By Noah Graff
Today’s Machining World Archive Volume 4 Issue 05
Americans have quickly become accustomed to free Internet services from Google and Yahoo! and access to free newspapers on the Web, all funded by advertising. Cell phone service providers AT&T Inc., Verizon Wireless, and T-Mobile U.S.A. all recently began offering unlimited call time for around $100.00 per month.
In 5 years will cell phone service in the United States be free?
One of the big trends in mobile communications, especially with young people, is the shift away from voice to IM and text messaging. At least with this generation, voice is the secondary form of communication between them and their friends. At the same time, voice itself has started taking a back seat to data, especially in smart phones where email, text messaging and wireless Web access are becoming the primary applications on these devices.
However, voice is not completely going away any time soon. It will always be a form of communication on phones. But it will come bundled with many more applications and data services, and in essence, within five years, it will just be part of your service plan. Since voice usage is scaled back, it might look like it is free, but it will be included in the price of wireless mobile data and applications.
Creative Strategies, Inc.
My answer is no, cell phone service will not be free in five years. Why would we believe that wireless services would be free when wired services are not? It costs billions of dollars to build and operate wireless networks and the amount of bandwidth available is both limited and must be shared between all wireless customers. There might be a transition to a combination of paid and advertising support networks but it will have only just started in five years. We will continue to pay a premium for wireless voice and data services over wired services because of the costs associated with the radio spectrum and the building and operation of the networks. Those who think that access to the Internet is free, therefore all communications are free, are only kidding themselves.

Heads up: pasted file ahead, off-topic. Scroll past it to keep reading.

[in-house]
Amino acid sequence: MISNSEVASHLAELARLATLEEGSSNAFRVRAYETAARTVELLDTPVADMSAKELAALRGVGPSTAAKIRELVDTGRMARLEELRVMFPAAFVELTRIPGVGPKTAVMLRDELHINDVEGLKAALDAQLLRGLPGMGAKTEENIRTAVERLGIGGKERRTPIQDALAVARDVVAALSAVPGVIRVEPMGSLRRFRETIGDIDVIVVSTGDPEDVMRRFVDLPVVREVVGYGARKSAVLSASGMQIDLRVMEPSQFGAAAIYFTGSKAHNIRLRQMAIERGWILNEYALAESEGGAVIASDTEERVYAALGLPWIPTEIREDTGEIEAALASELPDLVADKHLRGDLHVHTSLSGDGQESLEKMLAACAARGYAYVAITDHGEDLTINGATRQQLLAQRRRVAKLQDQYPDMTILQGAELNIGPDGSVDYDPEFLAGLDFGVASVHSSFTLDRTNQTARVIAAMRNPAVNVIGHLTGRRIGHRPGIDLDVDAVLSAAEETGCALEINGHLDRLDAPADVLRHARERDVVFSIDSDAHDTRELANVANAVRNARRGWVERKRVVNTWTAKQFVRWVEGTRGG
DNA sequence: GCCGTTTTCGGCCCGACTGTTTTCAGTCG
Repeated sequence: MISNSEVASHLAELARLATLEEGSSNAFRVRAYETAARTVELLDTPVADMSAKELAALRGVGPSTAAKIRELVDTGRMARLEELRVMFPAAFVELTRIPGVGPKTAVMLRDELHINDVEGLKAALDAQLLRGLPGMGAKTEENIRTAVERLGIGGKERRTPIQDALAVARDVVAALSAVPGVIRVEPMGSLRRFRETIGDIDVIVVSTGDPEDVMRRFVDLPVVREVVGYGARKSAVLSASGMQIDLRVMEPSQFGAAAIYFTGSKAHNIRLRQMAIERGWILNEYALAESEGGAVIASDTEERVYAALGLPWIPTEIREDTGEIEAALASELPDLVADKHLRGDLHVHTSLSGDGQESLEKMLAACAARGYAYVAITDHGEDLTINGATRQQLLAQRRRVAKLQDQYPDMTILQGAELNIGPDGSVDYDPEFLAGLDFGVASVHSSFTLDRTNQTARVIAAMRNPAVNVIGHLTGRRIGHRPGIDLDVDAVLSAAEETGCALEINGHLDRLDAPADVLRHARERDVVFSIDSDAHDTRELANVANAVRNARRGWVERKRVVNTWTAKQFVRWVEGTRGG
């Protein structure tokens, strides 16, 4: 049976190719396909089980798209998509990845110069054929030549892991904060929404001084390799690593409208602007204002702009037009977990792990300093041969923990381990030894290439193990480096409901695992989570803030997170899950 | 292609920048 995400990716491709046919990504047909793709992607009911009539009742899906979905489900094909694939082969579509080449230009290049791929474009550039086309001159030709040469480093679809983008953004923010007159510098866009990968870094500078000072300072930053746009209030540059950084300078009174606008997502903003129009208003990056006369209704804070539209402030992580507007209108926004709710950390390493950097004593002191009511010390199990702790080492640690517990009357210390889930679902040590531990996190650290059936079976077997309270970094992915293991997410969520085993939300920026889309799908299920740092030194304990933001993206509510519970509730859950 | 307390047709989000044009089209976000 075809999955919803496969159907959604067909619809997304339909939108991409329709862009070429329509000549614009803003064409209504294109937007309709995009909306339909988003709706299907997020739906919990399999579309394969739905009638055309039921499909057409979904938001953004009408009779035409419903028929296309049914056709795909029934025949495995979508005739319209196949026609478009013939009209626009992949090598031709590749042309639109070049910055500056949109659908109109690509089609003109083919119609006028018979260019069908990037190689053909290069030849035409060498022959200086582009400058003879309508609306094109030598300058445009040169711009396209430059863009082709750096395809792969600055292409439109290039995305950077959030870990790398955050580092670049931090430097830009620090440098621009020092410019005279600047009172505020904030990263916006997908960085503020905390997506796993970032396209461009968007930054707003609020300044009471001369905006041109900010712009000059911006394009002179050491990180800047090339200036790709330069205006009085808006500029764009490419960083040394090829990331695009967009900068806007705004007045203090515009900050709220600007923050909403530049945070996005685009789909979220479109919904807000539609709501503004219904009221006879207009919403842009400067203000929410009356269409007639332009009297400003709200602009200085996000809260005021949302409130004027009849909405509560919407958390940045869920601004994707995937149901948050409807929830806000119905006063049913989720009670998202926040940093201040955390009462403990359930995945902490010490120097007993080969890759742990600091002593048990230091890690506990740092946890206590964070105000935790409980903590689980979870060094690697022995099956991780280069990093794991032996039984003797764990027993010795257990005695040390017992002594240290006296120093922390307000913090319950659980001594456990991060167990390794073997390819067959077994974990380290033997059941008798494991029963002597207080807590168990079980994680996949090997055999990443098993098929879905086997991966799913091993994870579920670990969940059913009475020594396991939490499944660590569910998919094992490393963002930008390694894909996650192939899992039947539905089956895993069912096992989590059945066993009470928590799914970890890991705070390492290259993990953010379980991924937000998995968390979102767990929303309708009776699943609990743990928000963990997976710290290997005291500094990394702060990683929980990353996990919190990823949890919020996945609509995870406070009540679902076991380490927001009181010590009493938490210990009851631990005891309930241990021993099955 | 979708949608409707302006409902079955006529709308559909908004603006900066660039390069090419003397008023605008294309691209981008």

Wireless Technology Consultant
Andrew Seybold, Inc
No, but it’ll be a whole lot cheaper because:
1. Competition: So many people who need cell phones already have them, so at this point the carriers have to steal customers from each other – that will continue to drive prices down.
2. Technology: It’s reducing the cost per call. And new technology on the horizon will allow people to use their cell phones at home and carry the call over their home’s broadband network.
These “femtocells” will reduce carriers’ costs, ultimately yielding reduced charges for subscribers.
3. Data: The last frontier for carriers to raise revenues is data; web browsing, text messaging, mobile TV, etc. These services are highly profitable – carriers will likely reduce voice costs to entice people into using their data services.
In the meantime, users should be happy that they don’t have to purchase their service in Europe; it’s about double the cost we pay here.
“The Wireless Wizard”
It can cost anywhere between $500,000-$1,000,000 or more to build a cell site and carriers have hundreds, sometimes thou-sands of them, in metropolitan areas.
The cost to obtain a new “subscriber” can be as much as $800 for a carrier when expenses such as marketing, additional personnel and subsidization are factored in. Carriers don’t start making money until subscribers are well into their second year of service. Scott Goldman
In the 1800s San Francisco saloons offered a gratis meal to any-one who ordered at least one beer. Recently rock icons, such as Radio Head and Trent Reznor of Nine Inch Nails, gave away their new albums for free. On the Internet, people take for granted services such as search (processing power), unlimited storage on Gmail and Yahoo! Mail, and bandwidth on YouTube.
Wired Magazine 16.03 “Free! Why $0.00 Is the Future of Business”
Wall Street analysts speculate that Sprint Nextel Corp. will soon undercut competitors, offering unlimited talk time for as low as $60 dollars a month.
The Pew Internet & American Life Project found in a survey that 73 percent of U.S. adults own a cell phone, 68 percent have a desktop computer, 30 percent possess a laptop, and 73 percent connect to the Internet. Thirty seven percent regularly use instant messaging, and 41 percent have sent a text message from a cell phone.